jamie goode's wine blog: Adam Brett-Smith on Bordeaux 2008, with some advice

Wednesday, April 08, 2009

Adam Brett-Smith on Bordeaux 2008, with some advice

Just received this interesting viewpoint on the 2008 Bordeaux from Adam Brett-Smith of Corney & Barrow. It seems that 2008 is creating quite a bit of interest for all sorts of reasons.

"The Problem with the 2008 is the 2007…

The culture of en Primeur purchasing in the UK is very strong. On the whole, for good reasons; it allows customers to buy at the best price, to have a good chance of securing rare and in demand wines and in the bottle format that is required. They might also benefit from spotting a latent ‘star’ whose true value has not been recognised in the market. These are the compelling en Primeur ideals – I stress ideals.

Bordeaux’s problem is that it is frequently incapable of pricing according to intrinsic quality and market strength. It often uses either one or the other and on the rare occasion it uses both, it usually does so in the wrong way. So it was with 1984 – a bad vintage with a strong US market and therefore grotesquely overpriced. The result? UK Merchants who were forced to buy in order to ‘maintain their allocations’ couldn’t even sell them at cost and they hung around like a bad smell (literally in some cases!) for more than a decade.

Likewise with 1997. A perfectly decent, moderate year priced hugely more expensively than the very good 1995 and 1996. So, a hot market with average quality. The result? See above. Likewise in 2007; a decent year and overpriced. See above again…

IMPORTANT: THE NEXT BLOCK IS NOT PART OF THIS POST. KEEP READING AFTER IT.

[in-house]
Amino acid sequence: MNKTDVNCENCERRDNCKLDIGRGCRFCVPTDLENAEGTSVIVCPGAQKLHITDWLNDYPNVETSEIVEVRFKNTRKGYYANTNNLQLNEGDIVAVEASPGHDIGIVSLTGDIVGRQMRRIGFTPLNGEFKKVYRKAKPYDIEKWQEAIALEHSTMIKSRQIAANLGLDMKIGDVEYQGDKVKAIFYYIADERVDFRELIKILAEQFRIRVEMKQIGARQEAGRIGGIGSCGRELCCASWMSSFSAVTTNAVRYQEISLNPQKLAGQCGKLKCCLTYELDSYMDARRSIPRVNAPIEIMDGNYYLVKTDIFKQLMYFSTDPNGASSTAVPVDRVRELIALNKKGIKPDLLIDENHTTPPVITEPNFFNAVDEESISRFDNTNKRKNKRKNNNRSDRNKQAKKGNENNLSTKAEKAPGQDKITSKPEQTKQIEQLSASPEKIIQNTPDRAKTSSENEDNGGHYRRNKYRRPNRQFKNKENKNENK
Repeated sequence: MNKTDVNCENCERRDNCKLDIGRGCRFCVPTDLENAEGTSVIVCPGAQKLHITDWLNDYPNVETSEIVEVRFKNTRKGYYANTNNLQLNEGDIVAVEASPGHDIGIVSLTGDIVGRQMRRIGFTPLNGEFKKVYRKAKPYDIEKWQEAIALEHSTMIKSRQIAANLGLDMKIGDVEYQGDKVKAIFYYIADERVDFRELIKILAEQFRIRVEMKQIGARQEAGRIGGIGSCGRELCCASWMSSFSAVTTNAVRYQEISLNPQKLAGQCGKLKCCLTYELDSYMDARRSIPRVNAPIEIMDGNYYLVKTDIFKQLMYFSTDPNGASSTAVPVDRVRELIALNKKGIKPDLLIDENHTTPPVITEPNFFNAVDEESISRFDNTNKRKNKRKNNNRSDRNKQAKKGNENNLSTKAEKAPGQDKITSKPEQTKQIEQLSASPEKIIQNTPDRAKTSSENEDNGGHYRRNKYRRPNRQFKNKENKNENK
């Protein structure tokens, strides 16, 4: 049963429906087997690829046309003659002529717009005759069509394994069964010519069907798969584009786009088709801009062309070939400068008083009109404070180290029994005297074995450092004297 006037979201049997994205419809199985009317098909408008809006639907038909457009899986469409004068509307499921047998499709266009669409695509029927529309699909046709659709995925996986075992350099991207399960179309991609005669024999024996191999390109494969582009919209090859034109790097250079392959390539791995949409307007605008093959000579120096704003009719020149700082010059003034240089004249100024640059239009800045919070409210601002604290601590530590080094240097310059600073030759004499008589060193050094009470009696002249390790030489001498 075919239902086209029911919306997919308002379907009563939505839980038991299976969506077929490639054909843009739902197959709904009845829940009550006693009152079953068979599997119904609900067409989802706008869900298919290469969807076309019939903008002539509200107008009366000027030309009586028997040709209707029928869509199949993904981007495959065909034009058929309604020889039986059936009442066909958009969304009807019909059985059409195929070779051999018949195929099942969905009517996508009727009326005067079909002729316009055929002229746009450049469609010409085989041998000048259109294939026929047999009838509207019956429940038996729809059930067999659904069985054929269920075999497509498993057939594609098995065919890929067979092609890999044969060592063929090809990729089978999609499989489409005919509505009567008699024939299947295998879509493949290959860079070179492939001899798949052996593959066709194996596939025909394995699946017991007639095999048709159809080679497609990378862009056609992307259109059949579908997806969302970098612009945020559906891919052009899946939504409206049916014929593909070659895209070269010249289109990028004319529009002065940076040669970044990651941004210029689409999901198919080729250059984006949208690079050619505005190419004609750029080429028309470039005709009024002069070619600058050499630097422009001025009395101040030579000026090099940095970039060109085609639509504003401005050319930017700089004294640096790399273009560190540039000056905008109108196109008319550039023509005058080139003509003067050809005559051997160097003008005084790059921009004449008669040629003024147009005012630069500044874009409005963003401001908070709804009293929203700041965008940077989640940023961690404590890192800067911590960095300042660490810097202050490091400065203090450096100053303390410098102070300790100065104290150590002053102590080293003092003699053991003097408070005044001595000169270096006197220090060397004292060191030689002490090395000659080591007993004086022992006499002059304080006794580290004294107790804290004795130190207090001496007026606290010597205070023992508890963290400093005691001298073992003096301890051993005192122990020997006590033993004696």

In fact, the problem with the about-to-be-offered 2008 is not 2008 itself (likely to be pretty, even very good) but 2007. 2007’s pricing allows significantly less room for manoeuvre on price reductions for a much better vintage (2008) because of the greed shown by most producers with their 2007’s. Factor in the devaluation of Sterling (and the overvalued Euro), a very sticky market and you can appreciate the

But it is difficult to weep for the Chateaux owners. They have made a lot of money whilst the Bordeaux négoces and the UK Wine Merchants have had their margins squeezed and squeezed again. The balance has shifted but the consumer has not benefited.

That’s the extent of the problem and, of course, the opportunity. My advice to the Bordelais? Be dramatic, even inspirational. Use 2001 opening prices as a reference, or 2002, or even 2004. You can afford to and you really, really need to make some
friends. We all need them in these times do we not?



At 7:15 PM, Blogger Suzanne said...

According to two interview I filmed with Pierre Lurton (Cheval Blanc and Yquem) last week, as well as a interview with Hervé Berland (Mouton Rothschild) that was not filmed, we can expect prices that are more attractive to consumers....here's a link to the video report, so you can hear him yourself. S. Mustacich, journalist. Bordeaux.
http://vimeo.com/channels/juice or http://vimeo.com/4039720

At 9:03 PM, Anonymous Anonymous said...

Jamie - what, in your opinion, should be the pricing discount offered to the 2007 vintage?

At 10:19 PM, Blogger Jamie said...

I agree with Adam. The pricing of 2007 was nuts. It was really greedy. It's made pricing 2008s very hard. In light of what's happening with the economy, the prices should drop by a huge margin - it's important that the wines are sold. Eventually the secondary market will decide the value of the wines, but it would be a smart move to sell perhaps a little below and get people into buying futures - even those who had decided not to get into the game. If everyone set their prices low, and released them before the major critics declared their scores, it could create a lot of positive buzz about Bordeaux. Take some short term pain for long term gain, I reckon.


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